Daniel Montalvo's Scientology Lawsuit Claims False Imprisonment, Child Labor Violations, Lack of Education While Growing Up in L.A.-Based Org
The Church of Scientology responds, denies the allegations, after the jump.
Not exactly the glory days for the L.A.-based Church of Scientology.
A New Yorker piece on director Paul Haggis' split with the organization reported last month that the FBI was investigating allegations of abuse and human trafficking within Scientology.
Now a young man who says he escaped from a Scientology workplace in the city of Commerce after growing up in the church has made some bombshell claims -- including disregard for child welfare laws, failure to report child neglect to authorities, false imprisonment and violation of labor laws -- in a pair of suits filed in L.A. against Scientology and the publisher of its L. Ron Hubbard books.
Montalvo was 19 when he made a break for it last year with the help of a Scientology defector. He ended up in Florida. When he tried to contact his parents, however, a Scientologist allegedly talked him into returning to L.A.
While in L.A., the suit claims, Montalvo was falsely imprisoned.
Scientologists picked him up, took him to an Century City attorney's office and grilled him before taking him to the East L.A. sheriff's office, where he was arrested on suspicion of grand theft.
Sheriff's officials told the Weekly Montalvo had been accused of taking five hard drives worth $200 each, which would put them above the California threshold for grand theft.
The main lawsuit (PDF) against Scientology (it names the church's elite Sea Org, Montalvo's former school, and several individuals, including his parents) states that Montalvo actually took information on the drives that he deemed "necessary to protect himself" from the church.
The suit says that Montalvo grew up in the church since age 5 and didn't ever get a proper education about American history or government: "The Sea Org instructed [his parents] Luis and Veronica to surrender physical custody of Daniel to the Sea Org and its agents," according the suit:
Also among its other claims:
-The church had Montalvo sign two billion-year contracts to stay with it.
-As a child he was prohibited from consuming news media or going to book stores.
-He sometimes worked more than 100 hours a week at a rate of $35 to $50 per week.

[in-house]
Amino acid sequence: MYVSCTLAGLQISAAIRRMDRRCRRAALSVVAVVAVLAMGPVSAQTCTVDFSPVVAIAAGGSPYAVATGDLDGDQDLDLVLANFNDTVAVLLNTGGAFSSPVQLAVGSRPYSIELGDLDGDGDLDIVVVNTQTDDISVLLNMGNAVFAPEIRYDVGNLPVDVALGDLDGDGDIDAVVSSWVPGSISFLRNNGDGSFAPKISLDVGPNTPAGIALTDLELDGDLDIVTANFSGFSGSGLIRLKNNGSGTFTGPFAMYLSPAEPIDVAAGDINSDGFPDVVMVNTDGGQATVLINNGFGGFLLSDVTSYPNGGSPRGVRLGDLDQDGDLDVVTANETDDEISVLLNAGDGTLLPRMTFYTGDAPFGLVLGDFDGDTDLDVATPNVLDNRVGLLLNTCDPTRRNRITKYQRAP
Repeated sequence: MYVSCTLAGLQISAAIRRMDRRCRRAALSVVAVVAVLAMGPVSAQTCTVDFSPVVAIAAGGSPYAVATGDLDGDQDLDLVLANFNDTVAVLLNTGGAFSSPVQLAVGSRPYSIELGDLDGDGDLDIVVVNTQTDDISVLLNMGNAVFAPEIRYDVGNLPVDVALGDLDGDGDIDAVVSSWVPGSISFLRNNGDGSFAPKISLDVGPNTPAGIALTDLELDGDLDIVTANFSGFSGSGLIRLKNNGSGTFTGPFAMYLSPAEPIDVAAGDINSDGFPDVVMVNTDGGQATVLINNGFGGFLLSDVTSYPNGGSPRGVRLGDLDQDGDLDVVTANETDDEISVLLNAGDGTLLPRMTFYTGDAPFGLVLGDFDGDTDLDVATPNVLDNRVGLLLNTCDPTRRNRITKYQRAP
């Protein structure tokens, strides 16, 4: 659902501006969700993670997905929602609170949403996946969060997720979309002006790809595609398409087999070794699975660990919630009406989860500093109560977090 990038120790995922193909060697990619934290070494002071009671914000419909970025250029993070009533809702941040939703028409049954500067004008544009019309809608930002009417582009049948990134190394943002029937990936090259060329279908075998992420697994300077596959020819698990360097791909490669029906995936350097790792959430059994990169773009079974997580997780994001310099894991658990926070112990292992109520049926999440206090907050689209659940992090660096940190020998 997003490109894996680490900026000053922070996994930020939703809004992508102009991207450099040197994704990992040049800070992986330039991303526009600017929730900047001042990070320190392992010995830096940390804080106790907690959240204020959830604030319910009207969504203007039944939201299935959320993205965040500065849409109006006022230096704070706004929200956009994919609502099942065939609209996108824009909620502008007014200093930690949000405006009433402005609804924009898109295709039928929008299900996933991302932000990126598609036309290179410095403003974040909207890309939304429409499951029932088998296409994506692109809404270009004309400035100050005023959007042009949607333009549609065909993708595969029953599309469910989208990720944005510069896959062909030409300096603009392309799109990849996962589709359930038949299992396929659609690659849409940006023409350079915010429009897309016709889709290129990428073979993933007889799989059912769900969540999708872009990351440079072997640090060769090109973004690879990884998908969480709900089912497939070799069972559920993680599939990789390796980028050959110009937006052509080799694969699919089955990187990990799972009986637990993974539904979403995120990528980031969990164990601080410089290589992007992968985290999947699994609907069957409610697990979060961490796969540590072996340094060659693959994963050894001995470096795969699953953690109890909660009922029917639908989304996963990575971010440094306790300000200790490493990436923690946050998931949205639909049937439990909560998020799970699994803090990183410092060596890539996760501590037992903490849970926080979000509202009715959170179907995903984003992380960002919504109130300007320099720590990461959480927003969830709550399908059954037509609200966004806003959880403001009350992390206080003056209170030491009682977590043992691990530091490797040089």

-His education was limited to one day a week of class time.
-He moved to L.A. in 2006 and lived in "communal, barracks-style housing at the Scientology Center on Sunset Boulevard in Hollywood under the full-time supervision of the Sea Org and its agents."
-He did Sea Org construction work, including operating scissor lifts, for $25 a week at the age of 15.
-He operated forklifts and a notching machine with a guillotine blade when he started working at Bridge Publications (publisher of those L. Ron Hubbard books) in Commerce in 2007. Once while operating the notch machine his right index finger was cut off between his top and middle knuckle.
-In that incident he was allegedly driven to a hospital, where he was coached not to mention working for Scientology: "The Sea Org agent instructed Daniel to tell the doctor he was working as a volunteer," the suit claims. The bill has yet to be paid, according tot he suit. He was put back to work in two days.
-Montalvo was allegedly forced to work past midnight regularly, wake up at 6 a.m., do push-ups and dig ditches.
The suits are going for punitive and compensatory damages as well as attorneys' fees and more. But no cash amount has been attached to the suits just yet.
We'll stay tuned.
Update: Responding to a request for comment by Catholic Online, the Church of Scientology states:
The allegations reported by the media on this case against the Church of Scientology are unfounded and will be proven to be false. You should be advised that similar charges against the Church were recently dismissed with prejudice by a Federal District Court in Los Angeles and the Church was awarded its costs. When all of the underlying facts emerge we are confident that his complaint, like the recently dismissed federal action will suffer the same fate.
First posted at 7:06 a.m. on Monday, March 7.